Letters presents readers' comments and reactions to specific articles in Pennsylvania Heritage, the initiatives of PHMC, and other developments in the historical, cultural and museum communities of Pennsylvania.

Loved Lizzie!

I just loved your article on Lizzie Stride [“A Champion for All Seasons” by Barbara Gregorich, Summer 1998]! I see Pennsylva­nia Heritage only occasionally (when I return home to visit family in Pennsylva­nia) but each time I do, I’m extremely impressed. The photographs in this article were great. It made one feel – as Walter Cronkite used to say on television – “You Were There.” The cover story [“Sparking a Rock’n’Roll Revolution: An Interview with Dick Clark” by William C. Kashatus] and the feature on the garment union’s sum­mer resort [“Unity House, A Workers’ Shangri-La” by Kenneth C. Wolensky] were most enjoyable. In fact, the entire issue was perfectly timed for summer reading. Bravo!

Elissa M. Perry
Santa Fe, N.M.


Second Time Around

In the Fall 1998 “Letters to the Editor,” Richard B. Strattan, historic site adminis­trator of Cornwall Iron Furnace, postu­lates that the stone from Robert H. Cole­man’s mansion could not have been used in the construction of St. Luke’s Episcopal Church, Lebanon, in 1879-1880. This is true of the mansion he refers to, which was indeed razed in 1914. However, there was a previous Robert H. Coleman man­sion, which he intended to be the home of his first bride, Lillie Clark. This was start­ed in 1879, but due to Lillie’s death and disputes with his architect, William Pow­ell of Philadelphia, Coleman ordered work stopped as of May 31, 1880, and the mansion destroyed without trace. To that point, $68,000 had been spent – about three to four million dollars today – and the nearby stable and carriage house had been completed at a cost of $43,500. Fortu­nately, this magnificent stable remains today. There is no doubt in my mind that stones from the first mansion were used in St. Luke’s Church, where Lillie was buried beneath the altar. I have recently satisfied myself that I know where the first mansion was located, about three hundred yards west of the second, near the stable.

Jack Bitner
Mt. Gretna, Pa.

Jack Bitner is Mount Gretna’s historian (see “The Magic of Mount Gretna: An Interview with Jack Bitner” by Diane B. Reed, Spring 1992). Robert Habersham Coleman (1856-1930), called by Bitner “the godfather of Mount Gretna,” was discussed in Sharon Silverman’s “A Blast from the Past: Cornwall Iron Furnace,” which appeared in the Spring 1998 edition of Pennsylvania Heritage.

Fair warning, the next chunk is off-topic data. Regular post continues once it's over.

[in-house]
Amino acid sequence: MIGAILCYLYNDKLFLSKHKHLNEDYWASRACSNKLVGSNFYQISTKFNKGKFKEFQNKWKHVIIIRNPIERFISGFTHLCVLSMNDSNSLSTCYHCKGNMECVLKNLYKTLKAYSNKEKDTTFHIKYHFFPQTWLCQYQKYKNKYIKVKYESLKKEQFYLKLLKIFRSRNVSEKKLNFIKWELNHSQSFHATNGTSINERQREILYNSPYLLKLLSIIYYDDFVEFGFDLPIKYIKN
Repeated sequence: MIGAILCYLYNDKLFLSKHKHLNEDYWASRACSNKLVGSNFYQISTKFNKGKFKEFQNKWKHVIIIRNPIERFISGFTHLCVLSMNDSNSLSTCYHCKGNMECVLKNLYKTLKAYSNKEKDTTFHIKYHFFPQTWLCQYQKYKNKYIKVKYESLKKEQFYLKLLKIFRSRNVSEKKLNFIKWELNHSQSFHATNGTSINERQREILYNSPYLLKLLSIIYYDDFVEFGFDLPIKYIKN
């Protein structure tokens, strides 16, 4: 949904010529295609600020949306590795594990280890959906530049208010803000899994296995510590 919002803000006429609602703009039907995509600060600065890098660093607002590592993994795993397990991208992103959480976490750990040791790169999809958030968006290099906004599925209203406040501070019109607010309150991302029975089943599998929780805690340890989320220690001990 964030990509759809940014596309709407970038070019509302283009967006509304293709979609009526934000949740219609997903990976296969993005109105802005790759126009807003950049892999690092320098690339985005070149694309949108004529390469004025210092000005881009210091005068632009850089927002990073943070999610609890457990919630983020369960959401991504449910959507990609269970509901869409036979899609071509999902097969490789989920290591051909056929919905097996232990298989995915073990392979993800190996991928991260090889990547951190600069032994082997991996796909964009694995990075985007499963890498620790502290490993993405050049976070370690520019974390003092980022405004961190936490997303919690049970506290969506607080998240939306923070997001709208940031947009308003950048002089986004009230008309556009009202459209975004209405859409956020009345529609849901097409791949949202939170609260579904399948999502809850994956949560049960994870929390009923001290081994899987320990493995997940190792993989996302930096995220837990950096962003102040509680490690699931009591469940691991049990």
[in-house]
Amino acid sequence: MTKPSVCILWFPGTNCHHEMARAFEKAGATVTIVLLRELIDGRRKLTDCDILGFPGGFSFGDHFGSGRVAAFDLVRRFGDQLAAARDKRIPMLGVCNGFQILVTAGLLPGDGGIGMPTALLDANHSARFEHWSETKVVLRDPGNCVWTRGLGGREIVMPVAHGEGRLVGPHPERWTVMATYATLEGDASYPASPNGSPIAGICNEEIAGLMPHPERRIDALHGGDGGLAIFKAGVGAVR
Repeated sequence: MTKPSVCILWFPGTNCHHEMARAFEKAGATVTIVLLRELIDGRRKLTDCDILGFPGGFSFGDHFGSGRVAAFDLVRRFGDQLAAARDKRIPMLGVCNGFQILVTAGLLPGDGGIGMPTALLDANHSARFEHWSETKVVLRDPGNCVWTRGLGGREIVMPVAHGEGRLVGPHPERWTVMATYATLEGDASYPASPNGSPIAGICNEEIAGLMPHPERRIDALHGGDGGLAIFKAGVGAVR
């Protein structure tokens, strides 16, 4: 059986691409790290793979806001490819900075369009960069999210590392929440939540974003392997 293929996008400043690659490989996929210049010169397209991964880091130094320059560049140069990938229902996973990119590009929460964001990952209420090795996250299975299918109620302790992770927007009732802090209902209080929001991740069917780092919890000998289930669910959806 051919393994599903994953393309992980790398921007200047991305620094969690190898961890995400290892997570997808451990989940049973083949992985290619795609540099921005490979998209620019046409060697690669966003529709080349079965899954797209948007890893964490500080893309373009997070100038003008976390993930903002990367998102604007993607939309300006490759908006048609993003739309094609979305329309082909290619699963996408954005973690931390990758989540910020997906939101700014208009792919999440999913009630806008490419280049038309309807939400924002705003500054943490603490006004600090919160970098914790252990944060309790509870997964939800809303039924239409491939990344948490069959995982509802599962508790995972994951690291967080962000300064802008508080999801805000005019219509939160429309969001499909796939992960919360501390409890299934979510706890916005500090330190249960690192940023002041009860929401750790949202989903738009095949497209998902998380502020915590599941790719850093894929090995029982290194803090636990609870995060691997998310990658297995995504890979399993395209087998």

The Man, His House

I enjoyed Lorett Treese’s “‘Your Future Depends on Yourself’: Asa Packer as the Self-Made Man” [Fall 1998] because I fre­quently visit Jim Thorpe. I am (and should be) embarrassed to write that I have never visited his mansion, even though it’s located in a park in the heart of the community. After seeing the photo­graph of the mansion’s wonderful interior, I’m scheduling a tour during my next visit. Thank you for the biography of this fascinating man and for enlightening me about his beautiful house. After visiting many historic house museums in the Philadelphia area (including New Jersey and Delaware), I can hardly wait to see this Victorian jewel box.

Susan F. Souders-Milne
Philadelphia, Pa.

Thanks for explaining the mystery of Asa Packer. I knew a little bit about his con­nection to Mauch Chunk, the Lehigh Val­ley Railroad, and Lehigh University. I did not realize that he was born in Connecti­cut, and I had no idea that at the time of his death he was the richest man in Penn­sylvania. And that was before the advent of taxes. Wow! How much was he worth?

Eric G. Blumenthal
Philadelphia, Pa.

At his death in 1879, Asa Packer’s holdings were valued by the Harrisburg Daily Patriot of May 20, 1879, at twenty million dollars.


Does It Again!

William C. Kashatus does it again! His lat­est interview [“Preserving Philadelphia: A Conversation with Charles E. Peterson, F.A.I.A.,” Fall 1998] touched on historic buildings, Philadelphia, historic preserva­tion, the National Park Service, architects, Independence National Historical Park and, most important, people. I enjoyed learning about Mr. Peterson’s contribu­tions to the field of historic preservation. What an accomplishment! Thank you.

Gail M. Stinton
Pittsburgh, Pa.